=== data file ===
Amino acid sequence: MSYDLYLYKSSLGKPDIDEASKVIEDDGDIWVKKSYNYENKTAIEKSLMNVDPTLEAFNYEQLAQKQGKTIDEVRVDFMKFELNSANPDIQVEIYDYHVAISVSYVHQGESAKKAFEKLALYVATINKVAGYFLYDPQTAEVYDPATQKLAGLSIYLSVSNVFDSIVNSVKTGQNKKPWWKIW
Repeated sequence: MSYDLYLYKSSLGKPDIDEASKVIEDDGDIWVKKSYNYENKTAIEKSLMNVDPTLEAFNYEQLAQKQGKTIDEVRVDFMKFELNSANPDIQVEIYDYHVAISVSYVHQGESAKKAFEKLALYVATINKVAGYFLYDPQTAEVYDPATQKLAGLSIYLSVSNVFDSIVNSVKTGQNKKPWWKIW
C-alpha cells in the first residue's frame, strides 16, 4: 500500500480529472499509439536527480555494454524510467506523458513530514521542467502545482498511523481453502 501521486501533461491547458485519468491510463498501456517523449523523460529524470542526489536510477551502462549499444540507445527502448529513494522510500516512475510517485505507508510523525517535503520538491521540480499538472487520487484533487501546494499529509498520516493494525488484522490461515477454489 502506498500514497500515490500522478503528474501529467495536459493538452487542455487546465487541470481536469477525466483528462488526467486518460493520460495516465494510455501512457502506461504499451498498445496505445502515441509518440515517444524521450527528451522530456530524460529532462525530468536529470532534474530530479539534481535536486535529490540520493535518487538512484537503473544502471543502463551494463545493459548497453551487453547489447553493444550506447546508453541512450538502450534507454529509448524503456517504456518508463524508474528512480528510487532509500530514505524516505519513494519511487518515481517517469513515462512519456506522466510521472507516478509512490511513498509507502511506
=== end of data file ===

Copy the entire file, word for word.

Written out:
Amino acid sequence: MSYDLYLYKSSLGKPDIDEASKVIEDDGDIWVKKSYNYENKTAIEKSLMNVDPTLEAFNYEQLAQKQGKTIDEVRVDFMKFELNSANPDIQVEIYDYHVAISVSYVHQGESAKKAFEKLALYVATINKVAGYFLYDPQTAEVYDPATQKLAGLSIYLSVSNVFDSIVNSVKTGQNKKPWWKIW
Repeated sequence: MSYDLYLYKSSLGKPDIDEASKVIEDDGDIWVKKSYNYENKTAIEKSLMNVDPTLEAFNYEQLAQKQGKTIDEVRVDFMKFELNSANPDIQVEIYDYHVAISVSYVHQGESAKKAFEKLALYVATINKVAGYFLYDPQTAEVYDPATQKLAGLSIYLSVSNVFDSIVNSVKTGQNKKPWWKIW
C-alpha cells in the first residue's frame, strides 16, 4: 500500500480529472499509439536527480555494454524510467506523458513530514521542467502545482498511523481453502 501521486501533461491547458485519468491510463498501456517523449523523460529524470542526489536510477551502462549499444540507445527502448529513494522510500516512475510517485505507508510523525517535503520538491521540480499538472487520487484533487501546494499529509498520516493494525488484522490461515477454489 502506498500514497500515490500522478503528474501529467495536459493538452487542455487546465487541470481536469477525466483528462488526467486518460493520460495516465494510455501512457502506461504499451498498445496505445502515441509518440515517444524521450527528451522530456530524460529532462525530468536529470532534474530530479539534481535536486535529490540520493535518487538512484537503473544502471543502463551494463545493459548497453551487453547489447553493444550506447546508453541512450538502450534507454529509448524503456517504456518508463524508474528512480528510487532509500530514505524516505519513494519511487518515481517517469513515462512519456506522466510521472507516478509512490511513498509507502511506